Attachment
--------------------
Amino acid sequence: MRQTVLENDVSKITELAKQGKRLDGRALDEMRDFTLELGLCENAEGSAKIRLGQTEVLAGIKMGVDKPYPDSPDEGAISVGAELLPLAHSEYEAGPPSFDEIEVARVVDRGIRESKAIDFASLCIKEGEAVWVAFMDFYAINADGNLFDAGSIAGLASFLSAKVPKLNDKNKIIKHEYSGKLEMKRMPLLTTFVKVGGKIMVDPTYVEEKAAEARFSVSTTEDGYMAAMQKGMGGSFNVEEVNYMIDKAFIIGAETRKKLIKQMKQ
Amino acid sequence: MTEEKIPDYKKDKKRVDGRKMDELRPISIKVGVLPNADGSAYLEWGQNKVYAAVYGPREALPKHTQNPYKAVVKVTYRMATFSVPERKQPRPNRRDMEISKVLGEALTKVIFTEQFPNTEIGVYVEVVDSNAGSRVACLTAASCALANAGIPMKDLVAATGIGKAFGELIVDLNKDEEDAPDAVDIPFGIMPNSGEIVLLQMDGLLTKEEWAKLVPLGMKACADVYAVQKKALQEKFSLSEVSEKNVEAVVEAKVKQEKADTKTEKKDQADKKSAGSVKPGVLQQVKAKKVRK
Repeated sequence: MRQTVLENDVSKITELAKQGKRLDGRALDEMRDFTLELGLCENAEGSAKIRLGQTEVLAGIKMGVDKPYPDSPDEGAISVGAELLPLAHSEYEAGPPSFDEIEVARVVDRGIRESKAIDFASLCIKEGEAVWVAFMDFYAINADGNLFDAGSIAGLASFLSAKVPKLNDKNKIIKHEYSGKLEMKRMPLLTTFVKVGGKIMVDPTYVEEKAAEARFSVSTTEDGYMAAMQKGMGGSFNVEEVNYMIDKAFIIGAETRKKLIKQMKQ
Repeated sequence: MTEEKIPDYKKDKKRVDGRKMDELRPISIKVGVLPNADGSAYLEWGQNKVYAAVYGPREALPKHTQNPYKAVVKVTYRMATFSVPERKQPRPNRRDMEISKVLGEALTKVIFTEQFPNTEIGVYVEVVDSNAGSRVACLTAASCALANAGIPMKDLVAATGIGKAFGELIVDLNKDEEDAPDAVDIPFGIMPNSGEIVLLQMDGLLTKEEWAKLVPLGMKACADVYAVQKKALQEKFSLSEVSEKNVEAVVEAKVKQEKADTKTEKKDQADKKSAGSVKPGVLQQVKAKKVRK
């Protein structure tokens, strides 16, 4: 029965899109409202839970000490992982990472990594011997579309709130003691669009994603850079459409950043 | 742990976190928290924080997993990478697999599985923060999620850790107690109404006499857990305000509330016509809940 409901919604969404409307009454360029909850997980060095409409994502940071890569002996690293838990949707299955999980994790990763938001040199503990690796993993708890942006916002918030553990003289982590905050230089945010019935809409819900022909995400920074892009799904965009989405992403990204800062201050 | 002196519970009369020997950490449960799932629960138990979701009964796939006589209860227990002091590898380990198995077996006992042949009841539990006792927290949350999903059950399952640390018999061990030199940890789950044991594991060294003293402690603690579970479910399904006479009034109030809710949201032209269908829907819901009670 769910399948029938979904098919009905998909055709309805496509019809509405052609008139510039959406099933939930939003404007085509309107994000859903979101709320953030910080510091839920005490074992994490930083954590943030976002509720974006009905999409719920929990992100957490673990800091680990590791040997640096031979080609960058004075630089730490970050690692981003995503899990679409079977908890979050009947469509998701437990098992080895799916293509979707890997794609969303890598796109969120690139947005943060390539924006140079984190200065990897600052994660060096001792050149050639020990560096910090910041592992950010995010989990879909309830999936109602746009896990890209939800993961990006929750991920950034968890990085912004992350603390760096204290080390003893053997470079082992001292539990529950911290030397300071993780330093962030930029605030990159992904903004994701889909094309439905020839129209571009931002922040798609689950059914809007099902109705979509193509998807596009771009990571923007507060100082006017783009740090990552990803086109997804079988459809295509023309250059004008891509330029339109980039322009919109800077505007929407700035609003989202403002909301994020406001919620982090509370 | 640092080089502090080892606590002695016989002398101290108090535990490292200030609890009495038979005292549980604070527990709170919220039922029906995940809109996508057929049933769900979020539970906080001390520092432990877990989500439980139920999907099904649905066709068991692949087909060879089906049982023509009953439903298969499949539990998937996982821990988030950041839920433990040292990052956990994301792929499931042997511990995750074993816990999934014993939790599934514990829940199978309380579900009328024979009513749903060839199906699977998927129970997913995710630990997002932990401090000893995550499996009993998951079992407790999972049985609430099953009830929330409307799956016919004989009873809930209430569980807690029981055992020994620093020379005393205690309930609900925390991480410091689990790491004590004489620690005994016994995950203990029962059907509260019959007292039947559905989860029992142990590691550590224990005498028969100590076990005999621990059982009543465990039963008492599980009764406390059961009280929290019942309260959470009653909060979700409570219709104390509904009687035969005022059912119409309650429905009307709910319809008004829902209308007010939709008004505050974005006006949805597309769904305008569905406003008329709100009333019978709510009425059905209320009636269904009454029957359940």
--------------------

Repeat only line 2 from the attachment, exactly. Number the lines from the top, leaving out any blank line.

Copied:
Amino acid sequence: MTEEKIPDYKKDKKRVDGRKMDELRPISIKVGVLPNADGSAYLEWGQNKVYAAVYGPREALPKHTQNPYKAVVKVTYRMATFSVPERKQPRPNRRDMEISKVLGEALTKVIFTEQFPNTEIGVYVEVVDSNAGSRVACLTAASCALANAGIPMKDLVAATGIGKAFGELIVDLNKDEEDAPDAVDIPFGIMPNSGEIVLLQMDGLLTKEEWAKLVPLGMKACADVYAVQKKALQEKFSLSEVSEKNVEAVVEAKVKQEKADTKTEKKDQADKKSAGSVKPGVLQQVKAKKVRK